Page 80 - Jewish Book Annual Volume 43

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prevail.” While working on these projects, he still found time to
edit for the British and Foreign Bible Society a German transla­
tion of the Pentateuch, written in Hebrew script.18
After he had recovered from a bout with a lung ailment he
went in the fall of 1899 to the United States, where he hoped to
find more customers for the concordance. He met with his son
Israel, who had become a photographer in New York, and whose
studio on the Lower East Side was frequented by Yiddish and He­
brew authors and artists, among them many of his father’s
friends from the days of the Russian
Mandelkern was
well received by them, although the Jewish press scarcely paid
any attention to him. He was invited to deliver a lecture at the
Hebrew Institute, an establishment devoted to popular educa­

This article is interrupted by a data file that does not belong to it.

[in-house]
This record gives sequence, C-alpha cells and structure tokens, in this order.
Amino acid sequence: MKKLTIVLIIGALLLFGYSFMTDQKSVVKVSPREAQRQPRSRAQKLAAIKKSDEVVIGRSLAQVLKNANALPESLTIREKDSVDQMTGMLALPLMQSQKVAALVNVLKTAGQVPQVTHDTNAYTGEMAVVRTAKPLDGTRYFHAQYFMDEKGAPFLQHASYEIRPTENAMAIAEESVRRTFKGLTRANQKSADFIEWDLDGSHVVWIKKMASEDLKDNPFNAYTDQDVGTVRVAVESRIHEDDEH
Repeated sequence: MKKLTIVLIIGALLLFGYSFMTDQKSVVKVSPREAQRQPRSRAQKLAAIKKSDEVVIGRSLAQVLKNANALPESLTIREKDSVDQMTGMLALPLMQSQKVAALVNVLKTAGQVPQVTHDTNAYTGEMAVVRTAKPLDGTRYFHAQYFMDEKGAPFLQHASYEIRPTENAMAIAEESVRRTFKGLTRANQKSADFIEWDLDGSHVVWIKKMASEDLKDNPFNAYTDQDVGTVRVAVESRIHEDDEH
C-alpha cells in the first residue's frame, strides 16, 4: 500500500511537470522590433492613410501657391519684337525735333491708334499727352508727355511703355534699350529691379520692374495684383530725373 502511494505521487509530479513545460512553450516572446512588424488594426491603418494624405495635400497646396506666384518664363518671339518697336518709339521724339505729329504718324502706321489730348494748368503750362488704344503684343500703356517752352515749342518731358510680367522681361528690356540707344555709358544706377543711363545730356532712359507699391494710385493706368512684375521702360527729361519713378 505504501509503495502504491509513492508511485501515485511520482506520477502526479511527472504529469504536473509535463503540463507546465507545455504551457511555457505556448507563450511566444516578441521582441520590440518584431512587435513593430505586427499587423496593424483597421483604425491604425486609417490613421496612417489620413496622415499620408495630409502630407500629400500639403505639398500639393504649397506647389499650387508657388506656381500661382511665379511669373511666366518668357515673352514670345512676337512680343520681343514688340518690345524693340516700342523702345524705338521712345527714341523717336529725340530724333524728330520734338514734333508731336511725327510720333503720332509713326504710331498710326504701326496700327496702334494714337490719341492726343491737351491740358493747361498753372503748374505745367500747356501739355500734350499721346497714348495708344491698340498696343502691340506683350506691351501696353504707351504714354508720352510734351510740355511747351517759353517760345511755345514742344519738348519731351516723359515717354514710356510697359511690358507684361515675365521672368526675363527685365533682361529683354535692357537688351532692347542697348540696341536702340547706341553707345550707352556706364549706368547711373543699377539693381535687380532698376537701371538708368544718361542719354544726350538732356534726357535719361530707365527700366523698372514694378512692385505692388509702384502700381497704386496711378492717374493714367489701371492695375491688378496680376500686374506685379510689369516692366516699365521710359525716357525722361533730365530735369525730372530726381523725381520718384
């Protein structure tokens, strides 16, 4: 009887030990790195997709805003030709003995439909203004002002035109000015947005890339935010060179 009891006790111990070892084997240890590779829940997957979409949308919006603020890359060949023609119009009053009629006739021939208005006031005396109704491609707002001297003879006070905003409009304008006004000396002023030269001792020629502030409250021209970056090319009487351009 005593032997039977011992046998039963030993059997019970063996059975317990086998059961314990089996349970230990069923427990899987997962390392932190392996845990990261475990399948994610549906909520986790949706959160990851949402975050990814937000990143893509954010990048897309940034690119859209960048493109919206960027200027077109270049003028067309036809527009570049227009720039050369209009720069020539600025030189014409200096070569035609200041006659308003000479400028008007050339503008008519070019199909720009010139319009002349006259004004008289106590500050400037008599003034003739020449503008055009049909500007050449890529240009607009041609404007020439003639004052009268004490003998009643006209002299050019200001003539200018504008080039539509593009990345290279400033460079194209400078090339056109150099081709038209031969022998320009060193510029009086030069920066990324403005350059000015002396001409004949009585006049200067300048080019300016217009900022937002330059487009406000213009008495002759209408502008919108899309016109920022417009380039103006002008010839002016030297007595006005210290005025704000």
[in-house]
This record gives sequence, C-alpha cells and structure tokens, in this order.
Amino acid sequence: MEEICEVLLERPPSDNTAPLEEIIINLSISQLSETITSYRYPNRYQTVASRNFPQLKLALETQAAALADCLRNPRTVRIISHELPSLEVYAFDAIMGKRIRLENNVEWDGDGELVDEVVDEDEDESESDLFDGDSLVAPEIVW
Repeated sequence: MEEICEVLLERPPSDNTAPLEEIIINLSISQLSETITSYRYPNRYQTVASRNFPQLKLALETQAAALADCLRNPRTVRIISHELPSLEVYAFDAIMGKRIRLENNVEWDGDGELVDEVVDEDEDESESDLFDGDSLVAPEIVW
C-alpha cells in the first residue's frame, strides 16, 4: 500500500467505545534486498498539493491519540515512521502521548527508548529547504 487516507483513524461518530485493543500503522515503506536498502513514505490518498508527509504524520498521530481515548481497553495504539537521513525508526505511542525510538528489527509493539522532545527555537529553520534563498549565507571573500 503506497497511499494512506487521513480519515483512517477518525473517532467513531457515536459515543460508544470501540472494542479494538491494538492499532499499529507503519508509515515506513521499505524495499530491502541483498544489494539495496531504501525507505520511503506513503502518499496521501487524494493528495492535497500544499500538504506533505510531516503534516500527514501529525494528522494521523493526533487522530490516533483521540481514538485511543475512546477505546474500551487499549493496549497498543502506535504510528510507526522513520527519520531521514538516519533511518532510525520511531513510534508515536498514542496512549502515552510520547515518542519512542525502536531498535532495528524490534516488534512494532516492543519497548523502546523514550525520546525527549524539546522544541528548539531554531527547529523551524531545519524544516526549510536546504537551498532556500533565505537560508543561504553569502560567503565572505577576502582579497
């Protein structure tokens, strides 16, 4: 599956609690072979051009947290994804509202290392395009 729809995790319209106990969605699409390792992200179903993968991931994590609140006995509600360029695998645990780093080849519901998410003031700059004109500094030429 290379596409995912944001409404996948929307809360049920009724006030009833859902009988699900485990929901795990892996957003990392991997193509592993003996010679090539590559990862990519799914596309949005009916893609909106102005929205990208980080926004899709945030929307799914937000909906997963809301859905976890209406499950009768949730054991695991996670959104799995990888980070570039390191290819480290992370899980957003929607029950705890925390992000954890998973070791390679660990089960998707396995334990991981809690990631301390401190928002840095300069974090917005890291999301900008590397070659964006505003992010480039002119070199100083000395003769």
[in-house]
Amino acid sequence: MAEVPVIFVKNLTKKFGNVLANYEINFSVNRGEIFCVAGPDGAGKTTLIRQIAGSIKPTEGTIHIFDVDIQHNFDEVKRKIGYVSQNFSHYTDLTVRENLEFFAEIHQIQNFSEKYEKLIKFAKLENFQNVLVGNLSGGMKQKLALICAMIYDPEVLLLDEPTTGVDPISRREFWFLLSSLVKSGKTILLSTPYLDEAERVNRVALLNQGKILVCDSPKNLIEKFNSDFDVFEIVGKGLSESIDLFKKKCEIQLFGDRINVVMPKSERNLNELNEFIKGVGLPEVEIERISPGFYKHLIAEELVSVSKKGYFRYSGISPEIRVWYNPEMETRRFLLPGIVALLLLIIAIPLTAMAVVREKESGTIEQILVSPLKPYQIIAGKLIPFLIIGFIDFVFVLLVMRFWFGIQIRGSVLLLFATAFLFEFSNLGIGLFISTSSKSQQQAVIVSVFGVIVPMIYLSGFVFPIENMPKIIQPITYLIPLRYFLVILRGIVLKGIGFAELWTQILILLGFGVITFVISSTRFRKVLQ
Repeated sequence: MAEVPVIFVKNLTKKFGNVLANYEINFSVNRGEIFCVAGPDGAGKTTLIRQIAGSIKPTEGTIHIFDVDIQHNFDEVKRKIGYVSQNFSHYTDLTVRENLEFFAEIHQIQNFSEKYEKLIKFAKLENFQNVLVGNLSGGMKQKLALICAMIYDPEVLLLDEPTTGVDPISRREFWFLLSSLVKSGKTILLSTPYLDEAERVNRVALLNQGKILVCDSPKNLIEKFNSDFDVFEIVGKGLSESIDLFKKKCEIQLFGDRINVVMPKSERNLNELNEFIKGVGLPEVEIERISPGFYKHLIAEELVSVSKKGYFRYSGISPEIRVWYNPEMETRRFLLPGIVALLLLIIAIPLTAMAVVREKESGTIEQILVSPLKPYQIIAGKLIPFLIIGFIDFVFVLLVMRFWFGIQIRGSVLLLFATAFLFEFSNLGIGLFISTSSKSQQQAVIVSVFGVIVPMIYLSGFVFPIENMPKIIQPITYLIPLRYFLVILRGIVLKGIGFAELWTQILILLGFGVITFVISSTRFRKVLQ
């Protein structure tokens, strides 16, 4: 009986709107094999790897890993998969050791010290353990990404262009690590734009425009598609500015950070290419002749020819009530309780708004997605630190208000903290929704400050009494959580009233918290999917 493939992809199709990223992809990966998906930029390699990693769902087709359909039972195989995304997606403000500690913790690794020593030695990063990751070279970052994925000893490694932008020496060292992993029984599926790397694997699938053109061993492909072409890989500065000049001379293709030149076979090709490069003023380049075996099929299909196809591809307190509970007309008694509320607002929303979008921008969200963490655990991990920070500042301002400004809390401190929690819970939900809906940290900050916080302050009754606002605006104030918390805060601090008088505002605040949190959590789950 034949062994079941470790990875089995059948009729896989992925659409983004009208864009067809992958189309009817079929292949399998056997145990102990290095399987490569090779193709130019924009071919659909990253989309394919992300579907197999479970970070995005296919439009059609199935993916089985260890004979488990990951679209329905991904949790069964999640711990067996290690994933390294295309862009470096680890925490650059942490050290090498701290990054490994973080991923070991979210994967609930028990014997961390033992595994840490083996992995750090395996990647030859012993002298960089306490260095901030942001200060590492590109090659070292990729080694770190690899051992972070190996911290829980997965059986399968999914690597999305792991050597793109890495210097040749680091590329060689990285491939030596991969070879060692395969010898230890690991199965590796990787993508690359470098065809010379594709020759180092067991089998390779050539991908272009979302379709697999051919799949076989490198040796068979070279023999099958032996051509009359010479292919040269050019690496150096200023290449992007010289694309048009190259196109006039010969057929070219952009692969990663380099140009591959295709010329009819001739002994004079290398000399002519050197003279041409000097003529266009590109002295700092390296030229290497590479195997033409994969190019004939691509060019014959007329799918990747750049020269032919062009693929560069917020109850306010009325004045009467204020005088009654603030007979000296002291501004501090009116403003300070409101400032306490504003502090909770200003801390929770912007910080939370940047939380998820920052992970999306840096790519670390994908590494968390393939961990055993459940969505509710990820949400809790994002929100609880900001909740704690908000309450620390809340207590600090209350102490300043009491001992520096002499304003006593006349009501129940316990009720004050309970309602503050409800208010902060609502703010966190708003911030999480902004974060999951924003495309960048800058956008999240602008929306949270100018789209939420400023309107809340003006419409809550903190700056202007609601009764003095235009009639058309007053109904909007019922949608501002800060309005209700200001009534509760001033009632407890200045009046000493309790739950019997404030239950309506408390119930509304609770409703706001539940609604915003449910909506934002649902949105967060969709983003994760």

tion. He chose as his theme Abraham’s sacrifice of Isaac but his
unorthodox exegesis of that event aroused a fierce and vocifer­
ous response from the aud ience . Ever the controversial
polemicist, Mandelkern managed again to embroil himself in an
acrimonious debate.
Following his stay in New York, he travelled to several other
cities in the United States and Canada, aided by former
and Jewish philanthropists, but did not manage to sell more than
about a hundred copies of the concordance at a price of $30
(quite a large sum even for a massive two-volume work, consider­
ing that the average monthly wage was then about $40). During
his stay in America he wrote several Hebrew poems, among
which was one on the art of photography, and a reply to a poem
by Menahem Mendel Dolitzky who had expressed his despair
about the cultural future of American Jews. Mandelkern voiced
his conviction that Jewish wit and wisdom would still flourish in
the new country, and that literature in Hebrew as well as Yiddish
(a language then disdained by many Jews as a literary medium)
would continue to be written.19
In 1901 he returned to Leipzig where he made plans for a con­
18 .p/EPU |j/ur>K“Qi7rr y»K
o in uanw
-lyVnxn .n .i tjix ( t ’onihj/b) pyp'wnxa
iss lynynys lyanjnynjKera mx oyD^mxya
p . ,
i s n ...amo'na-iys nx oaKu^ym
.fiya’a lyjnanw r)
19 A few stanzas of these poems are quoted in Malachi’s article (note 14), p. 115.